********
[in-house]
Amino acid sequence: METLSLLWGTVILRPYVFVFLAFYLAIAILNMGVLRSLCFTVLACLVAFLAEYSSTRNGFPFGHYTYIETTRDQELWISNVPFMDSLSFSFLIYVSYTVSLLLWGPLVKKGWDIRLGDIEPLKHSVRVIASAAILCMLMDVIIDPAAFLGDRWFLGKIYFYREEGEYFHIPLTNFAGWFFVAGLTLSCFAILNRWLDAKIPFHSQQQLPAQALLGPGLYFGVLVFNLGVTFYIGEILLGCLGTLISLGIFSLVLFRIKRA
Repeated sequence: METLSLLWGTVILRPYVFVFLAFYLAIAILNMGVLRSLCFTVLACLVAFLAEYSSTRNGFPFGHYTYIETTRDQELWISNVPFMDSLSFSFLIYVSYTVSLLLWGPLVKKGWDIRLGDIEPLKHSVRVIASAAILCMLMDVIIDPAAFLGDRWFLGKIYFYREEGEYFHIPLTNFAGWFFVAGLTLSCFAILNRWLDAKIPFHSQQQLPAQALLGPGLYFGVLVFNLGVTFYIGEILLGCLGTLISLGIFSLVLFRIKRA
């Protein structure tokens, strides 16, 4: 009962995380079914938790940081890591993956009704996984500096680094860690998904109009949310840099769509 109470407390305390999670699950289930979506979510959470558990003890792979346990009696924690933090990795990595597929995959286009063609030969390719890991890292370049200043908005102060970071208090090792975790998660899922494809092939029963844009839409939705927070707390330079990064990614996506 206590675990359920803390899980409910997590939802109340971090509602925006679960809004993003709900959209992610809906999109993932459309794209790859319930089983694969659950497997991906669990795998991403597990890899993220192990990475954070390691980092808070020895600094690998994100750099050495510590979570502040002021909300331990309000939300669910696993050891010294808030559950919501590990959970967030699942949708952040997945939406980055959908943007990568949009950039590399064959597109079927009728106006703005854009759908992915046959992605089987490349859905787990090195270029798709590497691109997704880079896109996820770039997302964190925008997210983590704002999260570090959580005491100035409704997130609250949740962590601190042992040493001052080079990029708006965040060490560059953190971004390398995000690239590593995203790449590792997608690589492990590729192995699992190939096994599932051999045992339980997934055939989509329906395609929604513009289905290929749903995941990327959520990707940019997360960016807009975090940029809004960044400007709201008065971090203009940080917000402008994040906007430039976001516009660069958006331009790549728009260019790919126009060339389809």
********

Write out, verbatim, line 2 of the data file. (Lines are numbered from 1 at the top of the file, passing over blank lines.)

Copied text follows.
Amino acid sequence: METLSLLWGTVILRPYVFVFLAFYLAIAILNMGVLRSLCFTVLACLVAFLAEYSSTRNGFPFGHYTYIETTRDQELWISNVPFMDSLSFSFLIYVSYTVSLLLWGPLVKKGWDIRLGDIEPLKHSVRVIASAAILCMLMDVIIDPAAFLGDRWFLGKIYFYREEGEYFHIPLTNFAGWFFVAGLTLSCFAILNRWLDAKIPFHSQQQLPAQALLGPGLYFGVLVFNLGVTFYIGEILLGCLGTLISLGIFSLVLFRIKRA